When I started this module the question ‘how much interpretation can I have?’ was at the forefront of my mind. During this module, I learnt that a translator must make decisions in regards their text and a certain amount of mediation and interpretation is necessary depending on the text function. Hence, when starting my first draft, I was careful to interpret the meaning of the text. That is why I did a unilingual reading of the ST.
Throughout my translation I applied Roman Jakobson’s (2002) theory of equivalence. I applied ‘sense-to-sense’ translation rather than ‘word-to-word’ translation. He emphasises the importance of conveying the implied meaning of the ST not through individual code-units but through an entire message.
I addressed Katerina Reiss’(2002) ‘Translation- Focused Text Typology’ which outlines that every text has a purpose which is determined by the language of the text. I deduced that this article is ‘content-focused’, it is an informative text, focusing on communicating content. It was important to fully understand the author’s intentions, the point of the article and the cultural norms to be able to successfully translate the text.
After reading the text several times, I had to do research on areas I did not fully understand. I did this by reading articles and watching news clippings. For example, the article mentions Isable Ayuso, President of the Community of Madrid and member of ‘el Partido Popular’. I had not come across her before despite her name being frequently mentioned in the media. To learn about her political position, I referred to the website of the European Committee of the Regions, I learnt she was a member of the Partido Popular. I also looked at her Twitter page, to gain an insight into her presence on social media. I read about her in El País, I was aware this was a left-wing newspaper, so I looked at other newspapers with different political standings, like El Mundo, to get a balanced perspective.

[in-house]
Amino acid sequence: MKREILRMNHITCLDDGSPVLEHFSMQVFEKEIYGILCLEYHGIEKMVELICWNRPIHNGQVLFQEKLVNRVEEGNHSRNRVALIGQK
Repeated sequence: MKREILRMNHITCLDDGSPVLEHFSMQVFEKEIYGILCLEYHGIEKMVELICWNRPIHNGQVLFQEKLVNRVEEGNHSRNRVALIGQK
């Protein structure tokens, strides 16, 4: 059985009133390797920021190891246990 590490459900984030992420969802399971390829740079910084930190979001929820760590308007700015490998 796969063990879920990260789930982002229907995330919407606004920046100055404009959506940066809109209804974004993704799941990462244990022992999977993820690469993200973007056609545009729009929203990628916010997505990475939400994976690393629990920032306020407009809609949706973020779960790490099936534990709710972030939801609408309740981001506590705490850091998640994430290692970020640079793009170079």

With a better understanding I began to think about my translation. Justa Holz-Mantari (Schäffner 1998) states that a necessary element of translation is the motive of the translation. Who is it for? What is its purpose? Therefore, I found it helpful to imagine the person or people who would be reading my translation: user-centred translation. I was able to gage how much knowledge they already had on the topic and what needed further explanation, and I could decide on the tone and register of the text. In some cases, an explanation was necessary, I also added footnotes for longer explanations or where adding an in-text explanation would have disrupted the flow of the text.
I made sure to re-read my draft and say it out loud to myself, in this way I spotted any unrefined, clumsy translations.